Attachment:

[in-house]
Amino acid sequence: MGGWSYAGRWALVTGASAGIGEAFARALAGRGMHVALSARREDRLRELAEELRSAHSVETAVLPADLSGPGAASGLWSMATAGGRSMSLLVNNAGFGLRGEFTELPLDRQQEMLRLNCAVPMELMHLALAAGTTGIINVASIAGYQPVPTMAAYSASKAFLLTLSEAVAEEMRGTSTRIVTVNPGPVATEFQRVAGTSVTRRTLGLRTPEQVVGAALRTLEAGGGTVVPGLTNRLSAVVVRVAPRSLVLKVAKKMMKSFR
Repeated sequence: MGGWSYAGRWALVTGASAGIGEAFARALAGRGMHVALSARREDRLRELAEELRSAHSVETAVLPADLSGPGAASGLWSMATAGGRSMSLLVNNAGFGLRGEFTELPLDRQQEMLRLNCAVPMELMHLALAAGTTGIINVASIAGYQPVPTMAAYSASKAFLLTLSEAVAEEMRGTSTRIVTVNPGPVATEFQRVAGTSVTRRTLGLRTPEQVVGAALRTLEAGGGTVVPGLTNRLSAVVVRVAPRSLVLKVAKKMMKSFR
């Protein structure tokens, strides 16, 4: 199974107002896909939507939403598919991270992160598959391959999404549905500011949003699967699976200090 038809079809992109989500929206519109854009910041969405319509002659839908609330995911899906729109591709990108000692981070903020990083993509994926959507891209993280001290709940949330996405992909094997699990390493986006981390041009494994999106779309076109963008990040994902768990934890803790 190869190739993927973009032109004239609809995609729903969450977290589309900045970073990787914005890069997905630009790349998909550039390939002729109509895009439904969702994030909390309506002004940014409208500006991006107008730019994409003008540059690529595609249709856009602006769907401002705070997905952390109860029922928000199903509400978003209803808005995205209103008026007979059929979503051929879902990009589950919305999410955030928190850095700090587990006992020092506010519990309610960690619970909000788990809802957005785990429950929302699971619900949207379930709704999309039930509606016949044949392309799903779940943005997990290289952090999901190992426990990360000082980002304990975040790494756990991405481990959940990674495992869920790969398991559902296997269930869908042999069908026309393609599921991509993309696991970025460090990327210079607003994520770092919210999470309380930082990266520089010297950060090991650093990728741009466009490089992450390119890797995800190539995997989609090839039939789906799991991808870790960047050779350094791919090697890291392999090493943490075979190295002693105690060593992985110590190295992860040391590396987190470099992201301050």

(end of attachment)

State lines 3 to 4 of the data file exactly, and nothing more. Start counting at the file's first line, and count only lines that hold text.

Repeated sequence: MGGWSYAGRWALVTGASAGIGEAFARALAGRGMHVALSARREDRLRELAEELRSAHSVETAVLPADLSGPGAASGLWSMATAGGRSMSLLVNNAGFGLRGEFTELPLDRQQEMLRLNCAVPMELMHLALAAGTTGIINVASIAGYQPVPTMAAYSASKAFLLTLSEAVAEEMRGTSTRIVTVNPGPVATEFQRVAGTSVTRRTLGLRTPEQVVGAALRTLEAGGGTVVPGLTNRLSAVVVRVAPRSLVLKVAKKMMKSFR
């Protein structure tokens, strides 16, 4: 199974107002896909939507939403598919991270992160598959391959999404549905500011949003699967699976200090 038809079809992109989500929206519109854009910041969405319509002659839908609330995911899906729109591709990108000692981070903020990083993509994926959507891209993280001290709940949330996405992909094997699990390493986006981390041009494994999106779309076109963008990040994902768990934890803790 190869190739993927973009032109004239609809995609729903969450977290589309900045970073990787914005890069997905630009790349998909550039390939002729109509895009439904969702994030909390309506002004940014409208500006991006107008730019994409003008540059690529595609249709856009602006769907401002705070997905952390109860029922928000199903509400978003209803808005995205209103008026007979059929979503051929879902990009589950919305999410955030928190850095700090587990006992020092506010519990309610960690619970909000788990809802957005785990429950929302699971619900949207379930709704999309039930509606016949044949392309799903779940943005997990290289952090999901190992426990990360000082980002304990975040790494756990991405481990959940990674495992869920790969398991559902296997269930869908042999069908026309393609599921991509993309696991970025460090990327210079607003994520770092919210999470309380930082990266520089010297950060090991650093990728741009466009490089992450390119890797995800190539995997989609090839039939789906799991991808870790960047050779350094791919090697890291392999090493943490075979190295002693105690060593992985110590190295992860040391590396987190470099992201301050």